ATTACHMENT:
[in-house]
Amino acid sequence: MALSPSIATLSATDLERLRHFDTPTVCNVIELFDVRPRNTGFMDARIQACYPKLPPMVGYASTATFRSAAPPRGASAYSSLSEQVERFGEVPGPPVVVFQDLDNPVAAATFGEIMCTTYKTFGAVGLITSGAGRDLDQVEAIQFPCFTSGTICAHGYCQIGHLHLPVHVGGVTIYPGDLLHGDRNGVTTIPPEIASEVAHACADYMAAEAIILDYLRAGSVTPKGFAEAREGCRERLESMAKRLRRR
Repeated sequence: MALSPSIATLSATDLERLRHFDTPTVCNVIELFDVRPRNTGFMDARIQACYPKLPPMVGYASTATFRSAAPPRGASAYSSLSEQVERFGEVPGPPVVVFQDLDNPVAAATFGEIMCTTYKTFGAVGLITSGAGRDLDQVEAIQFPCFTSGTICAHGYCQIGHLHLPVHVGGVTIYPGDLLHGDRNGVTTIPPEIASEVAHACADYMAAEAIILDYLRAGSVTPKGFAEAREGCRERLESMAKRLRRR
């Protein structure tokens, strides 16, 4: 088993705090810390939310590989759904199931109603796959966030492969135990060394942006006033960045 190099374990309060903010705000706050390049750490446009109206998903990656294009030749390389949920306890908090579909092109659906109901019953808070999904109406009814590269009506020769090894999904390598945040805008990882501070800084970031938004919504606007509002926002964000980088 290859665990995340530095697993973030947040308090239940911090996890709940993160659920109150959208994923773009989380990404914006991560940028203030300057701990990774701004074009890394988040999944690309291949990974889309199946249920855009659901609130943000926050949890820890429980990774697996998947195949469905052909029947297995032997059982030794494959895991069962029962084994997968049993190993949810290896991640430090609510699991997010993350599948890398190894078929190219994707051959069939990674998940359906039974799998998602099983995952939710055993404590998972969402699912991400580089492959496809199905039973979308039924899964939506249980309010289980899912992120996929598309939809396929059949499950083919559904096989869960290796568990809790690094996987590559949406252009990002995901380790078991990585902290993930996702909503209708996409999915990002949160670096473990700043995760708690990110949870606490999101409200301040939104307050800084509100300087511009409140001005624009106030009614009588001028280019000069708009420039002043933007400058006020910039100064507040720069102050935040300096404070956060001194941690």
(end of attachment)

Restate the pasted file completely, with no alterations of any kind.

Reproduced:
[in-house]
Amino acid sequence: MALSPSIATLSATDLERLRHFDTPTVCNVIELFDVRPRNTGFMDARIQACYPKLPPMVGYASTATFRSAAPPRGASAYSSLSEQVERFGEVPGPPVVVFQDLDNPVAAATFGEIMCTTYKTFGAVGLITSGAGRDLDQVEAIQFPCFTSGTICAHGYCQIGHLHLPVHVGGVTIYPGDLLHGDRNGVTTIPPEIASEVAHACADYMAAEAIILDYLRAGSVTPKGFAEAREGCRERLESMAKRLRRR
Repeated sequence: MALSPSIATLSATDLERLRHFDTPTVCNVIELFDVRPRNTGFMDARIQACYPKLPPMVGYASTATFRSAAPPRGASAYSSLSEQVERFGEVPGPPVVVFQDLDNPVAAATFGEIMCTTYKTFGAVGLITSGAGRDLDQVEAIQFPCFTSGTICAHGYCQIGHLHLPVHVGGVTIYPGDLLHGDRNGVTTIPPEIASEVAHACADYMAAEAIILDYLRAGSVTPKGFAEAREGCRERLESMAKRLRRR
């Protein structure tokens, strides 16, 4: 088993705090810390939310590989759904199931109603796959966030492969135990060394942006006033960045 190099374990309060903010705000706050390049750490446009109206998903990656294009030749390389949920306890908090579909092109659906109901019953808070999904109406009814590269009506020769090894999904390598945040805008990882501070800084970031938004919504606007509002926002964000980088 290859665990995340530095697993973030947040308090239940911090996890709940993160659920109150959208994923773009989380990404914006991560940028203030300057701990990774701004074009890394988040999944690309291949990974889309199946249920855009659901609130943000926050949890820890429980990774697996998947195949469905052909029947297995032997059982030794494959895991069962029962084994997968049993190993949810290896991640430090609510699991997010993350599948890398190894078929190219994707051959069939990674998940359906039974799998998602099983995952939710055993404590998972969402699912991400580089492959496809199905039973979308039924899964939506249980309010289980899912992120996929598309939809396929059949499950083919559904096989869960290796568990809790690094996987590559949406252009990002995901380790078991990585902290993930996702909503209708996409999915990002949160670096473990700043995760708690990110949870606490999101409200301040939104307050800084509100300087511009409140001005624009106030009614009588001028280019000069708009420039002043933007400058006020910039100064507040720069102050935040300096404070956060001194941690």